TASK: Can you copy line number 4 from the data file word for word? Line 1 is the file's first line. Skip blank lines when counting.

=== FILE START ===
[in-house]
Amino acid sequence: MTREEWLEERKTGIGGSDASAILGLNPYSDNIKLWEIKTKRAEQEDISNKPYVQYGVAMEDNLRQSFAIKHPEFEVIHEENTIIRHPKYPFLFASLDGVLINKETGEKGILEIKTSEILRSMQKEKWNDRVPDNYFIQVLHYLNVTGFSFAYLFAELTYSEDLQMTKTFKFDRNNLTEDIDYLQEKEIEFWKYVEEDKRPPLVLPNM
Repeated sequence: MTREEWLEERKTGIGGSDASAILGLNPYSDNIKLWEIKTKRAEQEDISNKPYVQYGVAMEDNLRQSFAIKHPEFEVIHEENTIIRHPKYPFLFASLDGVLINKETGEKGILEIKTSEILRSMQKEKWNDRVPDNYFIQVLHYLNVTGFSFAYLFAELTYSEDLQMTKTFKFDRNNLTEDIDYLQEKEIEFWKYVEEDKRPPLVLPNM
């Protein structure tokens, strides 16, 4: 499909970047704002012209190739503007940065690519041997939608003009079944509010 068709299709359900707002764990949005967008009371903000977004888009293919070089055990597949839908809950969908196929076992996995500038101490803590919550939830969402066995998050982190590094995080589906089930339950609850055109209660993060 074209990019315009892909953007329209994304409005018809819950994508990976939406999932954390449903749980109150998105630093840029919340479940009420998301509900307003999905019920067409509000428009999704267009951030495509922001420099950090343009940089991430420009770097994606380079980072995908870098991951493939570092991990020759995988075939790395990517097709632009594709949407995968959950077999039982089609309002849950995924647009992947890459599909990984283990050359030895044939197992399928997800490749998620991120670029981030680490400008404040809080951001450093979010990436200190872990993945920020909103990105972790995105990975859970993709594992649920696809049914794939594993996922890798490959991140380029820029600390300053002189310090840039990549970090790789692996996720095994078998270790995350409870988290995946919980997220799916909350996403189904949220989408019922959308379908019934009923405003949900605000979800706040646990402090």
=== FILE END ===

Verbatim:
């Protein structure tokens, strides 16, 4: 499909970047704002012209190739503007940065690519041997939608003009079944509010 068709299709359900707002764990949005967008009371903000977004888009293919070089055990597949839908809950969908196929076992996995500038101490803590919550939830969402066995998050982190590094995080589906089930339950609850055109209660993060 074209990019315009892909953007329209994304409005018809819950994508990976939406999932954390449903749980109150998105630093840029919340479940009420998301509900307003999905019920067409509000428009999704267009951030495509922001420099950090343009940089991430420009770097994606380079980072995908870098991951493939570092991990020759995988075939790395990517097709632009594709949407995968959950077999039982089609309002849950995924647009992947890459599909990984283990050359030895044939197992399928997800490749998620991120670029981030680490400008404040809080951001450093979010990436200190872990993945920020909103990105972790995105990975859970993709594992649920696809049914794939594993996922890798490959991140380029820029600390300053002189310090840039990549970090790789692996996720095994078998270790995350409870988290995946919980997220799916909350996403189904949220989408019922959308379908019934009923405003949900605000979800706040646990402090």